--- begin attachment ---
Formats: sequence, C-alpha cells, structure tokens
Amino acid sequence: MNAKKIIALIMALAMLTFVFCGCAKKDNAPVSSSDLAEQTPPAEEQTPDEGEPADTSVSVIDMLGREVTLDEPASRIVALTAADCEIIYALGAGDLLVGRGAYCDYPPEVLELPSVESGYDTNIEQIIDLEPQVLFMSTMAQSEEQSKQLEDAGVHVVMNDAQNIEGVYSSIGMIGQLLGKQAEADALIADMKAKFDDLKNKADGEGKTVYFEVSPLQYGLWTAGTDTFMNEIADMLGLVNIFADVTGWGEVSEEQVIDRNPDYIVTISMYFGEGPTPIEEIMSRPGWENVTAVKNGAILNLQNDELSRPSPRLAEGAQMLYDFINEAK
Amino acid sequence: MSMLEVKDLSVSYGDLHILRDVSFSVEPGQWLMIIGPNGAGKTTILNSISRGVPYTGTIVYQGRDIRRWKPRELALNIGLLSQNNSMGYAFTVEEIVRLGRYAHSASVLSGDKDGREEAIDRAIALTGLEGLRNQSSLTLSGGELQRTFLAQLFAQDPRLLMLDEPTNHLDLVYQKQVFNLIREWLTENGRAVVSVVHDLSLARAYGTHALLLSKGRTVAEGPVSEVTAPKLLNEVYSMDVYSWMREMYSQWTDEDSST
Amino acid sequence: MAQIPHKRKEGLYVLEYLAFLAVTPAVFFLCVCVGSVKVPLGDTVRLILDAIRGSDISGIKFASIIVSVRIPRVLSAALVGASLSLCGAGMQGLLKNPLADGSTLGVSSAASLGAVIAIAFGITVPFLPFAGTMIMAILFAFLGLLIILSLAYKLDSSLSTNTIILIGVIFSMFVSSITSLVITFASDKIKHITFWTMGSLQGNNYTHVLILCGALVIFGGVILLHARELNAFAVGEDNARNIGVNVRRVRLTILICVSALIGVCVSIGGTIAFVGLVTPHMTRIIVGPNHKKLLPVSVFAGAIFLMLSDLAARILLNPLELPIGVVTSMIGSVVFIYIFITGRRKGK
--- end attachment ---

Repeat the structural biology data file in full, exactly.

Formats: sequence, C-alpha cells, structure tokens
Amino acid sequence: MNAKKIIALIMALAMLTFVFCGCAKKDNAPVSSSDLAEQTPPAEEQTPDEGEPADTSVSVIDMLGREVTLDEPASRIVALTAADCEIIYALGAGDLLVGRGAYCDYPPEVLELPSVESGYDTNIEQIIDLEPQVLFMSTMAQSEEQSKQLEDAGVHVVMNDAQNIEGVYSSIGMIGQLLGKQAEADALIADMKAKFDDLKNKADGEGKTVYFEVSPLQYGLWTAGTDTFMNEIADMLGLVNIFADVTGWGEVSEEQVIDRNPDYIVTISMYFGEGPTPIEEIMSRPGWENVTAVKNGAILNLQNDELSRPSPRLAEGAQMLYDFINEAK
Amino acid sequence: MSMLEVKDLSVSYGDLHILRDVSFSVEPGQWLMIIGPNGAGKTTILNSISRGVPYTGTIVYQGRDIRRWKPRELALNIGLLSQNNSMGYAFTVEEIVRLGRYAHSASVLSGDKDGREEAIDRAIALTGLEGLRNQSSLTLSGGELQRTFLAQLFAQDPRLLMLDEPTNHLDLVYQKQVFNLIREWLTENGRAVVSVVHDLSLARAYGTHALLLSKGRTVAEGPVSEVTAPKLLNEVYSMDVYSWMREMYSQWTDEDSST
Amino acid sequence: MAQIPHKRKEGLYVLEYLAFLAVTPAVFFLCVCVGSVKVPLGDTVRLILDAIRGSDISGIKFASIIVSVRIPRVLSAALVGASLSLCGAGMQGLLKNPLADGSTLGVSSAASLGAVIAIAFGITVPFLPFAGTMIMAILFAFLGLLIILSLAYKLDSSLSTNTIILIGVIFSMFVSSITSLVITFASDKIKHITFWTMGSLQGNNYTHVLILCGALVIFGGVILLHARELNAFAVGEDNARNIGVNVRRVRLTILICVSALIGVCVSIGGTIAFVGLVTPHMTRIIVGPNHKKLLPVSVFAGAIFLMLSDLAARILLNPLELPIGVVTSMIGSVVFIYIFITGRRKGK